A quick guide to what you need to know about honours supervision. YMMV. Confusions, additions, please ask…

Get this Supervisors Guide as a PDF.


The honours program accepts applications from anyone who has completed a relevant undergraduate degree. We routinely receive applications, and accept, students from other universities, locally and nationally. The academic entry requirement for our honours program is a distinction average in their final year of study, as competition for places increases this is a minimum distinction average across their degree.

Approximately 35 full time places per year are available.

My view after managing honours for several years is that honours is more intensive than a higher degree because:

  • Students are new to research
  • Time is highly limited (2 x 12 week semesters)
  • The work is externally examined
  • The external examination is not Fail, Pass, Amend (as for HDR) but requires a numerical grade that directly affects their HDR and scholarship opportunities

Honours can be completed by thesis, or project + exegesis. Currently approximately 75% of students choose to do it by project + exegesis, which reflects the applied, industry orientation of our undergraduate programs.


Students in honours are very (very) strongly discouraged from undertaking work that is not directly related to their undergraduate discipline. This is because honours is an advanced year within a specific discipline or field and not where you change your academic interest. Because of this focus it is more important that a supervisor has disciplinary expertise in the field that the student is working in than content expertise, for instance a journalism student writing literary journalism features about global warming needs an expert on journalism much more than they need an expert on global warming.

Research Question
The research problem or question that frames the individual research project is the responsibility of the supervisor. As supervisor you sign off on the completed work, you nominate examiners as the work is in your field and they are working on things that are relevant to you. If you’re happy with the research question, then that’s that. Time is not spent in honours developing a research question — students are expected to more or less begin with a viable question so that they can begin their research immediately, rather than spending several weeks undertaking preliminary research to see if what they want to research is possible, viable, or relevant. A research question must produce knowledge claims that are contestable, able to evidenced (particularly for project based research — how will the project provide evidence for the question/problem?), are relevant to the discipline, and are answerable. Supervisors are expected to know how to frame a viable honours research question (and of course ask for help if needed), not students.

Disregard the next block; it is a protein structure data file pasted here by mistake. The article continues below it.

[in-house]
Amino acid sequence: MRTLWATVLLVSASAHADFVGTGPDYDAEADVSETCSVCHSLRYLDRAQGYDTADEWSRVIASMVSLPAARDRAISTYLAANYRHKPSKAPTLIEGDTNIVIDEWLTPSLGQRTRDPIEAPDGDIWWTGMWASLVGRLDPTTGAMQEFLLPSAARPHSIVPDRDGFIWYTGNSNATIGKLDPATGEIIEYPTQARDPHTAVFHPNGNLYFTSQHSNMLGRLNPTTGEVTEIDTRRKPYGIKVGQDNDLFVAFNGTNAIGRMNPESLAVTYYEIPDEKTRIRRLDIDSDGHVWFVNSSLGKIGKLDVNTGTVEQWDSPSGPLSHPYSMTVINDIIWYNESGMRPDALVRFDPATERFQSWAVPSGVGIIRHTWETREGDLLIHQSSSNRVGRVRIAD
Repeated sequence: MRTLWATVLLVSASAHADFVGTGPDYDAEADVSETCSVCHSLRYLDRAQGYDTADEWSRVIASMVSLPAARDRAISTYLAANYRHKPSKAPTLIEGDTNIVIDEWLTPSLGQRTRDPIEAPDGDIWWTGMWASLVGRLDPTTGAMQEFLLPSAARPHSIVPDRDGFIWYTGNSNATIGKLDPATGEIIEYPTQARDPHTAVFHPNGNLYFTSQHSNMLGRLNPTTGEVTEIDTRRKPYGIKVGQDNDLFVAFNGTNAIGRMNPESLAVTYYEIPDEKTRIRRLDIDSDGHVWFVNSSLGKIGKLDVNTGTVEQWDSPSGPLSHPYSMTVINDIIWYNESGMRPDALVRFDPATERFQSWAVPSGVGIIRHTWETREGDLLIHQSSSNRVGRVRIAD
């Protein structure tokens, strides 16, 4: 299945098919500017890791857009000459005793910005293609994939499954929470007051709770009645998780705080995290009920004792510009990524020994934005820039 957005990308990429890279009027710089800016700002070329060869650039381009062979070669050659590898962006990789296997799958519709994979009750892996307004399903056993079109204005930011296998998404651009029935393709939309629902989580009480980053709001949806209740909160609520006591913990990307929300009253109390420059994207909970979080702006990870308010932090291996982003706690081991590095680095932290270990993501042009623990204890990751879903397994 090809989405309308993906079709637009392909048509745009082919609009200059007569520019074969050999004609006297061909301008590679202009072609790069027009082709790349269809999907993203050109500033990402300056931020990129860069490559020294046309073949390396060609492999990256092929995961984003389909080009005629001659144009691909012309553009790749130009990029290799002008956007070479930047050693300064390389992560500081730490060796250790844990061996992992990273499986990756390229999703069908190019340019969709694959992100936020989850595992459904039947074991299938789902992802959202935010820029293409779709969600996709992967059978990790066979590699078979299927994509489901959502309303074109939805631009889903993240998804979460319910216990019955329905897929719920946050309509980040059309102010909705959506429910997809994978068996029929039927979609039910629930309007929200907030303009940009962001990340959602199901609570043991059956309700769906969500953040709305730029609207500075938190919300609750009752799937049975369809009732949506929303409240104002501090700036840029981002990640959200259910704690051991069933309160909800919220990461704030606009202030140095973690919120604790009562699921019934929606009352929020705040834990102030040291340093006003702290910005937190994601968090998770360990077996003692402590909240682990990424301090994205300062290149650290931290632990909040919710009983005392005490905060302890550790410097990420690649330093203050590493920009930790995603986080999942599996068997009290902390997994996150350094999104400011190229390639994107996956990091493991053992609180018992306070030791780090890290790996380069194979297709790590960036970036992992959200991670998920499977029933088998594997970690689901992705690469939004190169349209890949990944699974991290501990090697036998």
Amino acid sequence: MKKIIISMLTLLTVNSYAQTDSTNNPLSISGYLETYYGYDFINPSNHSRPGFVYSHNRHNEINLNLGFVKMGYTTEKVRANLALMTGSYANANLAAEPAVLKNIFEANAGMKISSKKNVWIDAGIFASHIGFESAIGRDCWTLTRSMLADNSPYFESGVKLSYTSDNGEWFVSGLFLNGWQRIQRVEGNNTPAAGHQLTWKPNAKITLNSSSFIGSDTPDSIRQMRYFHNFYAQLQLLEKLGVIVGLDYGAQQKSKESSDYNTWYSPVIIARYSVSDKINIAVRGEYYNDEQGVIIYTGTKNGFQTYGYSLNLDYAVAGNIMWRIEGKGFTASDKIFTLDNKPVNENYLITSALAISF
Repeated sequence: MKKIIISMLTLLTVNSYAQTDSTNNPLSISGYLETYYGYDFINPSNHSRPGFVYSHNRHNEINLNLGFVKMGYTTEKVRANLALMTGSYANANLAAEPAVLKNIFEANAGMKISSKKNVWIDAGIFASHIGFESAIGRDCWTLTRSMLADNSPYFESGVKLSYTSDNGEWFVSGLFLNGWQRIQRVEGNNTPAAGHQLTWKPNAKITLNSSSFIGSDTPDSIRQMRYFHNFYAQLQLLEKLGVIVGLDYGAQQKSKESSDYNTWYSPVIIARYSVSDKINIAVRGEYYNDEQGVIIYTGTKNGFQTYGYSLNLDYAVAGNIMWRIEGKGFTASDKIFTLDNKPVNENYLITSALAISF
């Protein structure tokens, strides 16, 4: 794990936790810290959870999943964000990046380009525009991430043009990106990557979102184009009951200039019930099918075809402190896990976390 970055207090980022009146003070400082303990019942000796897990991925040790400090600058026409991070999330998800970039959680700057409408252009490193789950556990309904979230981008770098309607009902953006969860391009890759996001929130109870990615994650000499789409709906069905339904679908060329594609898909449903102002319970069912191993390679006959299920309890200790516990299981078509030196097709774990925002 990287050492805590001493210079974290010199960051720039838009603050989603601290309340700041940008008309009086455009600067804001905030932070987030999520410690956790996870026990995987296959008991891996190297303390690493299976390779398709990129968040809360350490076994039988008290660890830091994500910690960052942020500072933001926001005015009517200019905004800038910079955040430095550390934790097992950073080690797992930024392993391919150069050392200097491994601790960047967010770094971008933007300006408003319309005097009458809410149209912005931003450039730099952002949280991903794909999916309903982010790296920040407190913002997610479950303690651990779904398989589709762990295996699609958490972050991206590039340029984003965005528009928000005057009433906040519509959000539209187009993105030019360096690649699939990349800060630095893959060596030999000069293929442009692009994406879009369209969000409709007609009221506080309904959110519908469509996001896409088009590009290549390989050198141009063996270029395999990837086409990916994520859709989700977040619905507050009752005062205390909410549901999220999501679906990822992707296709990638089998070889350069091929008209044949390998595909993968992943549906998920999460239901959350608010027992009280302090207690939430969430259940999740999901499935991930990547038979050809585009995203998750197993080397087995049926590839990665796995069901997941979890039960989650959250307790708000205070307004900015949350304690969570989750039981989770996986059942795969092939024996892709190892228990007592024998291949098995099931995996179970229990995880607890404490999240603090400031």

The research strategies subject helps students to be able to do what they need to do to answer their question, but it does not do the work to create the question.

Supervision Meetings
Supervisors are expected to meet their students a minimum of four times during semester one, and at least weekly during semester two. The program dedicates semester two to the completion of the student’s individual honours research, and so this is when they are expected to work full time on their research. This requires very regular meetings, in particular to read and critique work in progress.

A supervisor is a mentor and the candidate is learning how to do research. Continuous constructive feedback is essential for thesis and project + exegesis work. It is much more productive to provide feedback on work done (for you and your students) than to spend time talking about what will be done. Your role is to provide scholarly critique and support primarily about work that has been done, not on what might get done.

Honours research is required to comply with the university’s ethics regulations. Therefore if your student’s research project requires ethics approval, then it must be applied for and received. It is the supervisor’s responsibility to sign off on any submitted ethics application. In addition where project work may involve the use of models or actors there is now a standard ethics clearance form that needs to be used, even where an existing form may already be commonly used.

As the content expert it is the supervisor who nominates examiners for the student’s work. The model of examination in honours is the same as HDR, which means all formal communication about the examination happens between the program manager and the examiner, and not via the supervisor.

Supervisors have no assessment responsibilities in honours. There are two assessable tasks students do that produce things supervisors should read. The first is the bibliography they compile from semester one, which will be distributed to supervisors from Research Strategies. In semester two students are expected to submit a draft exegesis or thesis by week 6, which you will also be sent.

Academic Style
Supervisors can define the academic (citation) style to be used for their students, as this is often discipline specific. The default style within honours is MLA.

Writing Style